“Time drives the flocks from field to fold….”

Thinking back on the “Setting Poetry to Music” seminar, I hear Alyse O’Hara’s song rendition of Sir Walter Ralegh’s poem “The Nymph’s Reply to the Shepherd,” which in turn responds to Christopher Marlowe’s “The Passionate Shepherd to His Love.” Today I noticed the pacing and time she gives to the line “Time drives the flocks from field to fold.” You can listen to the song here.

The song’s major key makes room for melancholy. At the seminar, someone brought up the elasticity and capaciousness of music; this seemed like a good example. The melody might be considered “happy” in another context, but here it sounds wistful, with a twist of pain. To me, the repetitions (e.g. “to live, to live, to live with thee, and be, and be, and be thy love”) have a kind of weary knowledge to them. The nymph sees all too well what it would be like to trust the shepherd’s promises and take part in a dying eternity.

In Marlowe’s poem, the shepherd makes promises like the following:

And I will make thee beds of Roses
And a thousand fragrant posies,
A cap of flowers, and a kirtle
Embroidered all with leaves of Myrtle;

In Ralegh’s poem, the nymph responds, detail by detail:

Thy gowns, thy shoes, thy beds of Roses,
Thy cap, thy kirtle, and thy posies
Soon break, soon wither, soon forgotten:
In folly ripe, in reason rotten.

O’Hara’s song seens true to the poem and to life; you can imagine the nymph down by the water, on the rocks, reflecting on the shepherd’s words and seeing through them. The last verse, in which she imagines what it would be like if things were otherwise (“But could youth last, and love still breed, / Had joys no date, nor age no need….”), has pauses between the utterances, and you can hear so much in those pauses.

Many of the presenters gave me permission to post at least some of their materials; we now have a web page dedicated to the seminar.

In terms of music alone, much has happened since my return: a brilliant Galaxisok concert at the A38 Hajó (with the opening band Laiho, whom I loved); Kolibri’s new song “Gleccser“; Cz.K. Sebő’s “Értelmet“; a video of “Záporozó” by Henri Gonzo és a Papírsárkányok; and more.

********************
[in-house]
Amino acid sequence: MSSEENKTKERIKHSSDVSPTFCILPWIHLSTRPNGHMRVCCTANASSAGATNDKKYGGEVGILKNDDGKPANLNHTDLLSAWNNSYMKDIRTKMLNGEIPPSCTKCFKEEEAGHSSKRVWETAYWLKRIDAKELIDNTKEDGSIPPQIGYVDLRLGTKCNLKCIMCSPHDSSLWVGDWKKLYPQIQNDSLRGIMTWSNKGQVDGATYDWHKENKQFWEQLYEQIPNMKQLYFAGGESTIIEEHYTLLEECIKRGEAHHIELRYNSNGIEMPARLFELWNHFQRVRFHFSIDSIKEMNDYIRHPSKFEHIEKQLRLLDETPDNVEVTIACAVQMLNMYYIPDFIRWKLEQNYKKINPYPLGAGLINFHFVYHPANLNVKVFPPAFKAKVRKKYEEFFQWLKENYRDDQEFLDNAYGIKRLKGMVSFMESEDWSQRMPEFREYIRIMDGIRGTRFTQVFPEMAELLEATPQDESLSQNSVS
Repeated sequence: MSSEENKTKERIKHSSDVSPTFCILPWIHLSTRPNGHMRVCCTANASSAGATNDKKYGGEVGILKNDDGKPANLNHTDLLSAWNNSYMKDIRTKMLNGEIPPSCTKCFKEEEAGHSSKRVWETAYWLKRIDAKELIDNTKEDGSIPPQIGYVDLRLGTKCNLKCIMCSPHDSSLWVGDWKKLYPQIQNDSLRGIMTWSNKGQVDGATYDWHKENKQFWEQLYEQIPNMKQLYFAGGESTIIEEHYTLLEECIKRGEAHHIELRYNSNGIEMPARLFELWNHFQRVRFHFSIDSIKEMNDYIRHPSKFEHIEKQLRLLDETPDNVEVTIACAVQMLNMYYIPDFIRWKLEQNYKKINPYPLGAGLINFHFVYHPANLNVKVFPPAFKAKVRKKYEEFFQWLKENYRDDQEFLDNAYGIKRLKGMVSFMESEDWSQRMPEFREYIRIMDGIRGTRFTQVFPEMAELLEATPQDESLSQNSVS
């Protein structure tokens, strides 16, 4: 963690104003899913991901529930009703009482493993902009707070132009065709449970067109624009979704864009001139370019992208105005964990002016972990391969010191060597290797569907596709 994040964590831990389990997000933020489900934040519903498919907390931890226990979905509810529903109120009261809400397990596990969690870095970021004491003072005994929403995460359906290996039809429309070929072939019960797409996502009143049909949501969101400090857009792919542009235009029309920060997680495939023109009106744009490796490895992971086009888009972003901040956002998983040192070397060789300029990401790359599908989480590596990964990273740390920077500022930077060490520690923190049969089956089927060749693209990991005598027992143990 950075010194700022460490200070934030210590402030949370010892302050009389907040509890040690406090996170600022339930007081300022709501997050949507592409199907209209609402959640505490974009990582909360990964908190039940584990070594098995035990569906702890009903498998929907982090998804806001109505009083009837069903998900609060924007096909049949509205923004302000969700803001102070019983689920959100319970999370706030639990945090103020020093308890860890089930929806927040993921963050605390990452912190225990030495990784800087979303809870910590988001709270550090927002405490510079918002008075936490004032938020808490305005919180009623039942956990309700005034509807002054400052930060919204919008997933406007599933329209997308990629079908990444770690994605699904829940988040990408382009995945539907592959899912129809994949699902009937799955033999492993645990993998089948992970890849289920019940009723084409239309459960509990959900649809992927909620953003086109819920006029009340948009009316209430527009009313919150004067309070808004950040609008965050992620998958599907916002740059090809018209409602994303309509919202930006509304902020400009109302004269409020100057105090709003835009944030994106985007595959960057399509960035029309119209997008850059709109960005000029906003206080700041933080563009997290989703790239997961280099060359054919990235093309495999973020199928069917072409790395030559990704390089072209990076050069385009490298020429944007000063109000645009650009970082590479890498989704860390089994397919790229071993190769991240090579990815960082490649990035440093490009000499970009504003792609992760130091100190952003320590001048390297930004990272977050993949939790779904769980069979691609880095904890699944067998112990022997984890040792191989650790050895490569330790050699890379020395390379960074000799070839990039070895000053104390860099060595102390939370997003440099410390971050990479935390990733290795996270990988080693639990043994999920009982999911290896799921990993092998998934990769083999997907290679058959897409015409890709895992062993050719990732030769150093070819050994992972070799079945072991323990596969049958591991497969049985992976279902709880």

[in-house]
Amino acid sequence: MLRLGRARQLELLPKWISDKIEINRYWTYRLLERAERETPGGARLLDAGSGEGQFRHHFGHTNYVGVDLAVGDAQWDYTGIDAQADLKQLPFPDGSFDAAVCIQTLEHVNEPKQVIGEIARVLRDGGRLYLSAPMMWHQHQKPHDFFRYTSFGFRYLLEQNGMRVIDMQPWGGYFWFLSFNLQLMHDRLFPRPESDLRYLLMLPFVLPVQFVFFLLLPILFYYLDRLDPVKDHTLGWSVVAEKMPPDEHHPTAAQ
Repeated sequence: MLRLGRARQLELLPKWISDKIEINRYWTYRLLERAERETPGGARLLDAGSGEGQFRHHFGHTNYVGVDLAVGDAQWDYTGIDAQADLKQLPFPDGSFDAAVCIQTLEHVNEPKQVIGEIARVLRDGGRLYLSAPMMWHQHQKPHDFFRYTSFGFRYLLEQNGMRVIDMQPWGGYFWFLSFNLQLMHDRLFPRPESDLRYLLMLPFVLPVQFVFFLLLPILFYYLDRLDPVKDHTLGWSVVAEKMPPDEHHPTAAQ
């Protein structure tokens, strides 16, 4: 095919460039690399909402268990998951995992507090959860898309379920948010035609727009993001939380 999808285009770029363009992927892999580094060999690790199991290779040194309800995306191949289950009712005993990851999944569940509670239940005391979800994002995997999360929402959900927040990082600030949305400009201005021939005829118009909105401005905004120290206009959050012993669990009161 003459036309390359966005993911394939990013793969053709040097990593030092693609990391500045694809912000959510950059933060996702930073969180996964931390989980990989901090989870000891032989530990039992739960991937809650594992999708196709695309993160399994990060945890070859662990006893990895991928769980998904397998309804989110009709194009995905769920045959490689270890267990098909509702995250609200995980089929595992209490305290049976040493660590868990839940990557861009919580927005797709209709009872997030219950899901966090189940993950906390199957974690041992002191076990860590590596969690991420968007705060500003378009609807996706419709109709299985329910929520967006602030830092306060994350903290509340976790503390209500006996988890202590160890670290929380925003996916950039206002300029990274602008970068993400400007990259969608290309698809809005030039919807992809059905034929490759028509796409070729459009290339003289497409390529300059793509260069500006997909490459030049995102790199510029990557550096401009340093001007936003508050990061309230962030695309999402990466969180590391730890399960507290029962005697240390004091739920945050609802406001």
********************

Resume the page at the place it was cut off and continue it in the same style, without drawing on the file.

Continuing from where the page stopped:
Keeping up with the music is less important than taking time with it. Two different relationships to time: both important, neither one perfectible. You can never keep up with the music, nor can you take as much time with it as it deserves. So you find your pace, mixture, limitations, and whimsy. In that imbalance of things, it’s fine to fall behind for the sake of a song.

There is more to say. Another time or times. (But I added a bit to thie piece after posting it.)

  • “Setting Poetry to Music,” 2022 ALSCW Conference, Yale University

  • Always Different



    Diana Senechal is the author of Republic of Noise: The Loss of Solitude in Schools and Culture and the 2011 winner of the Hiett Prize in the Humanities, awarded by the Dallas Institute of Humanities and Culture. Her second book, Mind over Memes: Passive Listening, Toxic Talk, and Other Modern Language Follies, was published by Rowman & Littlefield in October 2018. In April 2022, Deep Vellum published her translation of Gyula Jenei's 2018 poetry collection Mindig Más.

    Since November 2017, she has been teaching English, American civilization, and British civilization at the Varga Katalin Gimnázium in Szolnok, Hungary. From 2011 to 2016, she helped shape and teach the philosophy program at Columbia Secondary School for Math, Science & Engineering in New York City. In 2014, she and her students founded the philosophy journal CONTRARIWISE, which now has international participation and readership. In 2020, at the Varga Katalin Gimnázium, she and her students released the first issue of the online literary journal Folyosó.


    On April 26, 2016, Diana Senechal delivered her talk "Take Away the Takeaway (Including This One)" at TEDx Upper West Side.

    Here is a video from the Dallas Institute's 2015 Education Forum.  Also see the video "Hiett Prize Winners Discuss the Future of the Humanities." 

    On April 19–21, 2014, Diana Senechal took part in a discussion of solitude on BBC World Service's programme The Forum.  

    On February 22, 2013, Diana Senechal was interviewed by Leah Wescott, editor-in-chief of The Cronk of Higher Education. Here is the podcast.


    All blog contents are copyright © Diana Senechal. Anything on this blog may be quoted with proper attribution. Comments are welcome.

    On this blog, Take Away the Takeaway, I discuss literature, music, education, and other things. Some of the pieces are satirical and assigned (for clarity) to the satire category.

    When I revise a piece substantially after posting it, I note this at the end. Minor corrections (e.g., of punctuation and spelling) may go unannounced.

    Speaking of imperfection, my other blog, Megfogalmazások, abounds with imperfect Hungarian.

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